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Murphy, BJ Dove, Bob, Barb VanMetre at the Apple Blossom After Party

Murphy, BJ Dove, Bob, Barb VanMetre at the Apple Blossom After Party

My dear friend and long-time guitar student Bob VanMetre, 68, died Thursday, October 15, 2015, after a valiant battle with kidney cancer. He was buried October 19 in Martinsburg, West Virginia. At his request, I got together a band and played at the funeral. Since Red and Casey and Chris were all out of town, I called on mutual friends David McLaughlin and Scott Brannon to help out. Patty Massey, also a Bob friend, volunteered her husband Tim to play bass. We sent Bob off in style! I'm sure he was tapping his toes as he crossed over to the other side of Jordan!

Over the years, I wrote a lot about Bob both in Banjo Newsletter and in our Murphy Method Blog. When my heart is hurting, it helps me to talk. My second-best help is writing. So I will write out some of my grief by telling Bob stories.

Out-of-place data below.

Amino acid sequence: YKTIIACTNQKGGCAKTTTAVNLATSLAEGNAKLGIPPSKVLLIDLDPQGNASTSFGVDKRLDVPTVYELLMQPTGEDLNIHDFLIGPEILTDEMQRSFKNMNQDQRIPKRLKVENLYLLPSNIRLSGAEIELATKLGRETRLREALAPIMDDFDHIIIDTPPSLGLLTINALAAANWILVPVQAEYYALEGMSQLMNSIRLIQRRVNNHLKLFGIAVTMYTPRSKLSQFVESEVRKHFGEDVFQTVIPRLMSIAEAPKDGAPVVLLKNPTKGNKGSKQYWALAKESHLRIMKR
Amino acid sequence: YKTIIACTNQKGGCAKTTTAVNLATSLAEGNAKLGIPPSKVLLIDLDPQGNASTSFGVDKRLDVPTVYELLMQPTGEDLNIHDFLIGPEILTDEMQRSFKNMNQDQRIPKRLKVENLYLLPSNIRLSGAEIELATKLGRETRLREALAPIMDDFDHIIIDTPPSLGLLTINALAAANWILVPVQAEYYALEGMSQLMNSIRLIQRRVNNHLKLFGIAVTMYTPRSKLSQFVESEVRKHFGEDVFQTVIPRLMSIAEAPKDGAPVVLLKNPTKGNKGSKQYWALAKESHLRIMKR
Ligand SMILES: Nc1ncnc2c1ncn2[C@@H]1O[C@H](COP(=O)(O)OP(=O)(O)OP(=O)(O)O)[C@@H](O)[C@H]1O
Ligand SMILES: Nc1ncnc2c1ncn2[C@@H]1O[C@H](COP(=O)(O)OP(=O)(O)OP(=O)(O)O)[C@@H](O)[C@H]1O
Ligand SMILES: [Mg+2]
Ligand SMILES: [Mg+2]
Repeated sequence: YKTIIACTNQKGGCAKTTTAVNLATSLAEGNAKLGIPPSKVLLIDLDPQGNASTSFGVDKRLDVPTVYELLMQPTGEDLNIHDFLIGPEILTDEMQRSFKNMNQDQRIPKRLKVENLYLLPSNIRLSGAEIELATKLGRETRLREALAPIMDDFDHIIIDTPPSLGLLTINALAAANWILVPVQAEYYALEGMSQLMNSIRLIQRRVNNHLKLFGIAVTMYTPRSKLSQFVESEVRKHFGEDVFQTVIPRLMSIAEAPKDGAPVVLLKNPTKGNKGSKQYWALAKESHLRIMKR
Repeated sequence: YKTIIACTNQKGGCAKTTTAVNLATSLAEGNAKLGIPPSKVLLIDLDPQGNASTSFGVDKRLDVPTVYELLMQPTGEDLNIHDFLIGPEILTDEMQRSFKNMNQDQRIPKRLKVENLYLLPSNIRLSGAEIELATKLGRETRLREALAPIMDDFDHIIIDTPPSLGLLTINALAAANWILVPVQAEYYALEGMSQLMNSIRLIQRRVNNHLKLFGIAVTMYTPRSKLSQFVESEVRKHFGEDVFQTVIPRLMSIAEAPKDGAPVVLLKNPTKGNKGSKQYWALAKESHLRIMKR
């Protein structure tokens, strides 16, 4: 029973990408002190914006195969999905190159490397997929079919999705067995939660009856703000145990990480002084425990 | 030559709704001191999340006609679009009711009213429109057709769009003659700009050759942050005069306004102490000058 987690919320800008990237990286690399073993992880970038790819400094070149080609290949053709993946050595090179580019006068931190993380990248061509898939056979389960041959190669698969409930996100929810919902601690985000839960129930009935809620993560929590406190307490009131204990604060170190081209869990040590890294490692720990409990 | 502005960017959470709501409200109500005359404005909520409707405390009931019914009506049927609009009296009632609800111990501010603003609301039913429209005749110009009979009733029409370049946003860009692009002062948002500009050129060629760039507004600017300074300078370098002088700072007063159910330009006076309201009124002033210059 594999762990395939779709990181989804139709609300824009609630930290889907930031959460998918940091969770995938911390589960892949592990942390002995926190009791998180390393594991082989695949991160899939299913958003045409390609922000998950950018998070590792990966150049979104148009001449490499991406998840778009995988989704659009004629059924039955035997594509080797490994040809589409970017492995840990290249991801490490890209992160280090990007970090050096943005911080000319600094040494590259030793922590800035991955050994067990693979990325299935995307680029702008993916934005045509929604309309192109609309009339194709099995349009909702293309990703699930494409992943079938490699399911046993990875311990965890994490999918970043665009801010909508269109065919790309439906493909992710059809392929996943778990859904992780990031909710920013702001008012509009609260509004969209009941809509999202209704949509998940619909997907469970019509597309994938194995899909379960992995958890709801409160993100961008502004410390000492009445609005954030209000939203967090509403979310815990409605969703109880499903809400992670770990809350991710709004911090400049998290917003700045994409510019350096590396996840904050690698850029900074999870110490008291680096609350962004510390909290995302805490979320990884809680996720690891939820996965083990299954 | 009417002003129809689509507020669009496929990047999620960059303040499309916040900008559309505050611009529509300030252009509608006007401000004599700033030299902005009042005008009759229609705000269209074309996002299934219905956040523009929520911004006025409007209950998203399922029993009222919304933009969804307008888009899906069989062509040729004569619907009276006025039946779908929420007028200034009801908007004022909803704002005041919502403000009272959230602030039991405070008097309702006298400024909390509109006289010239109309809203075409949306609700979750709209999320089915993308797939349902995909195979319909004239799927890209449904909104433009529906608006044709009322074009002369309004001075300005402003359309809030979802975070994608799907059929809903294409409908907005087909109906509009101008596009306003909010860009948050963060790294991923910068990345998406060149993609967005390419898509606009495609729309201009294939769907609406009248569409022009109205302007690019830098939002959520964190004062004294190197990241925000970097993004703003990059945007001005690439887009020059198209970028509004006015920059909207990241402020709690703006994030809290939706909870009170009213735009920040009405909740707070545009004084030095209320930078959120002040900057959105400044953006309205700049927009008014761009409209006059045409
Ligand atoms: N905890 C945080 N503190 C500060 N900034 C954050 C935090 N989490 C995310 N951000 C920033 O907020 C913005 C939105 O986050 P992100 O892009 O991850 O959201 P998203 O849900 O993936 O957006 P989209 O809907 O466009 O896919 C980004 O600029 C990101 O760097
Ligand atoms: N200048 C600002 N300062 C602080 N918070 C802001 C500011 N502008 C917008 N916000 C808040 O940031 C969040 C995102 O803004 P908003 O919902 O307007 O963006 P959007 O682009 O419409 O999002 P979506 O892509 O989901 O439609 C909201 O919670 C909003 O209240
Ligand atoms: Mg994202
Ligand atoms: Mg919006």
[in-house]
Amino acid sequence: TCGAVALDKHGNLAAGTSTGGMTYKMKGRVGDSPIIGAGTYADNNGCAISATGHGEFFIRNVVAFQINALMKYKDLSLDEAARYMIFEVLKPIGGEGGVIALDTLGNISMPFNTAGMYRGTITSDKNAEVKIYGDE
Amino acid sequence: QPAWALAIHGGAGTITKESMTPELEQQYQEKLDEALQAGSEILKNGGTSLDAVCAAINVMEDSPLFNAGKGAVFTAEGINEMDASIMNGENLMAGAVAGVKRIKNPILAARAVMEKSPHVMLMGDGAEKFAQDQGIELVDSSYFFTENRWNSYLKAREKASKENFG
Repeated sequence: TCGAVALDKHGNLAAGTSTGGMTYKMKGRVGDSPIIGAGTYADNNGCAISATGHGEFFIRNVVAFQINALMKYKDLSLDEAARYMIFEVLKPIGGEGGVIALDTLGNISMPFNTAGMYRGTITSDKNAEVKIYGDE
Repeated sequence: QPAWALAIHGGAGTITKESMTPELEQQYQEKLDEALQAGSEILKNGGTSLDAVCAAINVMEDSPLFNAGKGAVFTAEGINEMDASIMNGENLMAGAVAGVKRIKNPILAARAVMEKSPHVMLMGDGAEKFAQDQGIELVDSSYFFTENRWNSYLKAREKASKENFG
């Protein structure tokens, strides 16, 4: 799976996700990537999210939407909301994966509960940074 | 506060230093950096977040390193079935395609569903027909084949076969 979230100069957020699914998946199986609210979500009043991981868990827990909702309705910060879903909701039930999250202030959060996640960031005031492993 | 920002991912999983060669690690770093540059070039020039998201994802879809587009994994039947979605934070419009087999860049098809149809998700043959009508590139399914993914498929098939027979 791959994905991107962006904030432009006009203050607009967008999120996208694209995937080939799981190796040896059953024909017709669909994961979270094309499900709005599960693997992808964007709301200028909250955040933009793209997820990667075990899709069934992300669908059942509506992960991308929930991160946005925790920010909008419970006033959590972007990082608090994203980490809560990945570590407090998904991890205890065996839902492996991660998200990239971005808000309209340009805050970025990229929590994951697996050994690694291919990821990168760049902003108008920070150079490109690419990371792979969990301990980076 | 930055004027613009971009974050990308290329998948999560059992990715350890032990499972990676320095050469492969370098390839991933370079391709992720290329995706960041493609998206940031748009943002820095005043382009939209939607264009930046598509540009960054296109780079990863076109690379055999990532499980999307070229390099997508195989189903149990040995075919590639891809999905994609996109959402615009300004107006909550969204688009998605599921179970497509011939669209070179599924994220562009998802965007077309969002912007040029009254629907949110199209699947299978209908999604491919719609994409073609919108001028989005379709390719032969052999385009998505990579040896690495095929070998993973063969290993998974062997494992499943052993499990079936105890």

Just four days before Bob died, Ben and Kasey Smelser went with me to see Bob and play music. Bob was in a hospital bed in his living room and couldn't play the guitar any longer but he surprised the hell out of me by singing his heart out. I was stunned! He remembered most of the words, too. Or as I told him on an earlier visit, "Hell, you remembered as many of the words as you did before you got sick!" [For some reason, Bob brought out the cussing in me. I include it here because it makes these stories seem more real.] Of course there were tears because who can sing White Dove without bawling, especially if you yourself are on Death's doorstep? And even Blue Ridge Cabin Home, one of Bob's regular songs, ends with the line "When I die won't you bury me on the mountain, far away in my Blue Ridge Mountain Home." Tears! But what a wonderful memory.